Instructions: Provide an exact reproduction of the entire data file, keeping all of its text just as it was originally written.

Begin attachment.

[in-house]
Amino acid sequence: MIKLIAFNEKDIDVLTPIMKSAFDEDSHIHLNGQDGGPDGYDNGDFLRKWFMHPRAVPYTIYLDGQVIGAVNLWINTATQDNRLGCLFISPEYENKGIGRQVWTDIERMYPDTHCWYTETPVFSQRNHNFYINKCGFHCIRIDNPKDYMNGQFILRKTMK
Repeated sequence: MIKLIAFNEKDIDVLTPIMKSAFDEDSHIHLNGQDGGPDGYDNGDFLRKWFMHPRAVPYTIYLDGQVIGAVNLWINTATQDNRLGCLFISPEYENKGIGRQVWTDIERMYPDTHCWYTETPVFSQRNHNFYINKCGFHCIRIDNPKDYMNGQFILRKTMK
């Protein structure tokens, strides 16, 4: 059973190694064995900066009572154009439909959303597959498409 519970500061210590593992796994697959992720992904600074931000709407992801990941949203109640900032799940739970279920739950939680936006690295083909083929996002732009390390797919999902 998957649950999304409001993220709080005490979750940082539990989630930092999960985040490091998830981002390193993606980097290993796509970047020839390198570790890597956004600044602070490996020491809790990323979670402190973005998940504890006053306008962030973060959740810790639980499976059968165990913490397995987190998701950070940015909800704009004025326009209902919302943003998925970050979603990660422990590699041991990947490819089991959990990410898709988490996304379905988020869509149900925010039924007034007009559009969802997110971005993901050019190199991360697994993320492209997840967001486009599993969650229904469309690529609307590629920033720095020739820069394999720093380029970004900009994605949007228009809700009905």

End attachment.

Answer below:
[in-house]
Amino acid sequence: MIKLIAFNEKDIDVLTPIMKSAFDEDSHIHLNGQDGGPDGYDNGDFLRKWFMHPRAVPYTIYLDGQVIGAVNLWINTATQDNRLGCLFISPEYENKGIGRQVWTDIERMYPDTHCWYTETPVFSQRNHNFYINKCGFHCIRIDNPKDYMNGQFILRKTMK
Repeated sequence: MIKLIAFNEKDIDVLTPIMKSAFDEDSHIHLNGQDGGPDGYDNGDFLRKWFMHPRAVPYTIYLDGQVIGAVNLWINTATQDNRLGCLFISPEYENKGIGRQVWTDIERMYPDTHCWYTETPVFSQRNHNFYINKCGFHCIRIDNPKDYMNGQFILRKTMK
């Protein structure tokens, strides 16, 4: 059973190694064995900066009572154009439909959303597959498409 519970500061210590593992796994697959992720992904600074931000709407992801990941949203109640900032799940739970279920739950939680936006690295083909083929996002732009390390797919999902 998957649950999304409001993220709080005490979750940082539990989630930092999960985040490091998830981002390193993606980097290993796509970047020839390198570790890597956004600044602070490996020491809790990323979670402190973005998940504890006053306008962030973060959740810790639980499976059968165990913490397995987190998701950070940015909800704009004025326009209902919302943003998925970050979603990660422990590699041991990947490819089991959990990410898709988490996304379905988020869509149900925010039924007034007009559009969802997110971005993901050019190199991360697994993320492209997840967001486009599993969650229904469309690529609307590629920033720095020739820069394999720093380029970004900009994605949007228009809700009905």